Managua, Nicaragua, Jun 23, 2008 / 12:39 pm America/Denver (CNA).
Declassified files from the Ministry of Security, known as the Stasi, of the former East Germany show that the Sandinista government of Nicaragua in the 1980s “committed serious errors with the schematic application of Cuban experiences from conflicts with the Catholic Church.”
The Nicaraguan daily La Prensa cited the report of a Stasi agent in Managua, who said, “The mistakes made had grave consequences, above all because the Soviets did not have much experience in this area either. The most famous case was that which the State Security carried out against Father Bismark Carballo,” who was then director of Radio Catolica and one of the most prominent critics of the Sandinista regime.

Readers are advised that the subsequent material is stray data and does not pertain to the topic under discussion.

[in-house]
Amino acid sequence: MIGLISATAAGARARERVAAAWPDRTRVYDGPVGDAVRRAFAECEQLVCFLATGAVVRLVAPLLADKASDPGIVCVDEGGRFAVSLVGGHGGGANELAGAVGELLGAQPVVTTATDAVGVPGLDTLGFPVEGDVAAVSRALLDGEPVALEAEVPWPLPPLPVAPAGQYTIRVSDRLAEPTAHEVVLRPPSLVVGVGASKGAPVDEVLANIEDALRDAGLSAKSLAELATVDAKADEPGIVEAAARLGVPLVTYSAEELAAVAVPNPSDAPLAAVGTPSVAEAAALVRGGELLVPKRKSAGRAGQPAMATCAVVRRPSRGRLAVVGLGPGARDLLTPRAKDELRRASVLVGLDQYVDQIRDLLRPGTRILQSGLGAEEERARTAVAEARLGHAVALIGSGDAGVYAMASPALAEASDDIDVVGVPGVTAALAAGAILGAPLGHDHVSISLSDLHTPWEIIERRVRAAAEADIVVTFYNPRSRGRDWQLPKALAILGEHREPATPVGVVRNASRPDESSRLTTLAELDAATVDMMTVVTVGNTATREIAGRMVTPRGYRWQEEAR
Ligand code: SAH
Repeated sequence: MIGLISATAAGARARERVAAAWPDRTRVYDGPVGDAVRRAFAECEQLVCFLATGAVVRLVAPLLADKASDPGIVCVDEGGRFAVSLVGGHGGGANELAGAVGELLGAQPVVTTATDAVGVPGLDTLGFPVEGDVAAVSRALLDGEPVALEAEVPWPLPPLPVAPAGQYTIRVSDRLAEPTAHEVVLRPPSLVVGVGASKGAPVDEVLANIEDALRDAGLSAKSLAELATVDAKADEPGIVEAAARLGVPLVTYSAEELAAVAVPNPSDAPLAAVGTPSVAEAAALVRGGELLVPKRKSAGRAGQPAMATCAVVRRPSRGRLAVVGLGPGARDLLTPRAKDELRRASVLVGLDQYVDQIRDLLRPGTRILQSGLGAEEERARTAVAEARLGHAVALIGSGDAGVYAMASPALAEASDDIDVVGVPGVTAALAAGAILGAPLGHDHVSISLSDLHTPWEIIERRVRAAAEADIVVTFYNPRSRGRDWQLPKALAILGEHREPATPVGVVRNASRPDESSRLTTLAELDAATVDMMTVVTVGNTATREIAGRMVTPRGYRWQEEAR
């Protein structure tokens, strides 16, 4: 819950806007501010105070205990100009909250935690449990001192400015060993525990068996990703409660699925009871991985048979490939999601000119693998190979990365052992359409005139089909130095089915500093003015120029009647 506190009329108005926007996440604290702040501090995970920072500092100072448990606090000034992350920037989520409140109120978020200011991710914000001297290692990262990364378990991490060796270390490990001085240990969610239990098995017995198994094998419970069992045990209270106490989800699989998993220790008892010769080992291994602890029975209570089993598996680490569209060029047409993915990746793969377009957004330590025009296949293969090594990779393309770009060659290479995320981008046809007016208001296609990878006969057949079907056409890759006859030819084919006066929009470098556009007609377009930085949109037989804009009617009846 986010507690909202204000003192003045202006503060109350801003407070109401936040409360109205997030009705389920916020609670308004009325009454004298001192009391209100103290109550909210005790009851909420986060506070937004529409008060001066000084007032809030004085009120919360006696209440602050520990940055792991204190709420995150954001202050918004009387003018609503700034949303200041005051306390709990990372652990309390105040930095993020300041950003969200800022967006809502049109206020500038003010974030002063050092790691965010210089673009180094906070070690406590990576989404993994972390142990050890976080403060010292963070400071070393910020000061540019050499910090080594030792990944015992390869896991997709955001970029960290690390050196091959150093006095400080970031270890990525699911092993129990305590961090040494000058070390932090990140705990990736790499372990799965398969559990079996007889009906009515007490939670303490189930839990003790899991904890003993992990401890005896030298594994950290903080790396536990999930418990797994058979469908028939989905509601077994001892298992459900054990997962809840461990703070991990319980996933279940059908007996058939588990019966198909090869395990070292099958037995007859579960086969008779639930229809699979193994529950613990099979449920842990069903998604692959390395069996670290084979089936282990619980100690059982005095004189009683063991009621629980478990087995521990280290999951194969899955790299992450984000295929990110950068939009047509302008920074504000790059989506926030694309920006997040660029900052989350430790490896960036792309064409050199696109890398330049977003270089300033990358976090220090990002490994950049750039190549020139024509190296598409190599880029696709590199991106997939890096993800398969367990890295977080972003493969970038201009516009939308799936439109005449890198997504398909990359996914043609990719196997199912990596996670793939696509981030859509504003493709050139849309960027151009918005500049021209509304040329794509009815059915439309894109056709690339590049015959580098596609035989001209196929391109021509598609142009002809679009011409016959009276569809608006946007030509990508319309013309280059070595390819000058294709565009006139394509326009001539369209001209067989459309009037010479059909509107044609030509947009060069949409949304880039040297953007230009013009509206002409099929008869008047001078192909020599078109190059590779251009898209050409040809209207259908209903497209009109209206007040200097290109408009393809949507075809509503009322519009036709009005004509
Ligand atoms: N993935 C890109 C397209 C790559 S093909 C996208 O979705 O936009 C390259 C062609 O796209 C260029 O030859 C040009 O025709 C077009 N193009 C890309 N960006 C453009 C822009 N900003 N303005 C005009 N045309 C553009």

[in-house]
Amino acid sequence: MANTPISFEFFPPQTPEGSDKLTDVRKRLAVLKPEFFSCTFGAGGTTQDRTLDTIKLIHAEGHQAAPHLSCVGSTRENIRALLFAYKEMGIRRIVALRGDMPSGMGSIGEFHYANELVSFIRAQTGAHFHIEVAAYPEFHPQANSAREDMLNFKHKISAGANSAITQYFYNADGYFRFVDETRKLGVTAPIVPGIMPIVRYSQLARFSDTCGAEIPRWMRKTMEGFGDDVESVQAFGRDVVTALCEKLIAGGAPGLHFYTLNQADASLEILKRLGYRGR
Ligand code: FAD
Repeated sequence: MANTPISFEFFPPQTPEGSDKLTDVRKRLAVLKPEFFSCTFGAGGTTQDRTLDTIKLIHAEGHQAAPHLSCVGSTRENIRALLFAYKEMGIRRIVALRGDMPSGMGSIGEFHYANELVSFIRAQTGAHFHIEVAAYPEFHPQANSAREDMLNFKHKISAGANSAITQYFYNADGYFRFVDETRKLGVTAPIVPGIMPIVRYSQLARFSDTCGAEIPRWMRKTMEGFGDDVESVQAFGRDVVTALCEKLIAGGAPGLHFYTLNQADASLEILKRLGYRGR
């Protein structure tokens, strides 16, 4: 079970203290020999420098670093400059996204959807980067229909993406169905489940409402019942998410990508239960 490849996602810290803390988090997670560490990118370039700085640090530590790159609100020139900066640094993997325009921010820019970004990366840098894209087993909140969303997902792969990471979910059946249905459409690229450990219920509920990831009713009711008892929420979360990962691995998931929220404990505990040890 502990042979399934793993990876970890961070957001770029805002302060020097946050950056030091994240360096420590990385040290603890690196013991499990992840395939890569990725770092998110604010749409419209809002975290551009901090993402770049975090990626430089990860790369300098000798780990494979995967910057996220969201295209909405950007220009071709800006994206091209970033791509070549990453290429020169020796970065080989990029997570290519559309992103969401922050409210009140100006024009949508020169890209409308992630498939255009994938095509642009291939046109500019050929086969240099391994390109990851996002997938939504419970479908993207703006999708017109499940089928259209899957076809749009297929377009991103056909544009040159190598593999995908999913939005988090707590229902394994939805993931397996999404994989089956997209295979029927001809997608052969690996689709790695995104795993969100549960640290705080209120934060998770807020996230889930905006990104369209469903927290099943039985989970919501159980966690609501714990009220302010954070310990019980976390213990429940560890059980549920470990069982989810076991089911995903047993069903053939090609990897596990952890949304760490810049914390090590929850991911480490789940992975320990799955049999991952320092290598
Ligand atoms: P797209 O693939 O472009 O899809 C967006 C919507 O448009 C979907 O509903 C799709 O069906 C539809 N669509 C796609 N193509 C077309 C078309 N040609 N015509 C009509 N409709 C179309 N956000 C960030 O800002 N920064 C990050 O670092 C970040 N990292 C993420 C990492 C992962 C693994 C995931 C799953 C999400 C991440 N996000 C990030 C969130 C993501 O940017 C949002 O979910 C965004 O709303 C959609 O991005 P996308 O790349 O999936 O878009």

On August 11, 1982, Father Carballo, who was pastor of the Church of San Miguel, was invited to have lunch at the house of one his parishioners. While there, a man forcibly entered the house, began to the beat the priest and forced him to take off all of his clothes. The Sandinista Police showed up and dragged him out onto the street where he was grabbed and photographed by a mob and a group of Sandinista photographers. The pictures were later published insinuating a homosexual relationship between Father Carballo and the parishioner. In 2004, Daniel Ortega apologized to Father Carballo and asked for his forgiveness.
A top official in the Nicaraguan government who wanted to remain anonymous told La Prensa that the framing of Father Carballo backfired and “caused the opposite effect and led the Catholic Church to personify opposition to the Sandinistas.”
According to La Prensa, the Stasi files confirm that the work of the Nicaraguan State Security was concentrated on the CIA and the Contras, as well as on the Church. “The Sandinistas believed the CIA was financing the Catholic Church and had taken it as part of its policy against the Government,” the newspaper reported. The main targets in the Church were the leaders of the Bishops’ Conference, specifically eight priests and Cardinal Miguel Obando, then Archbishop of Managua.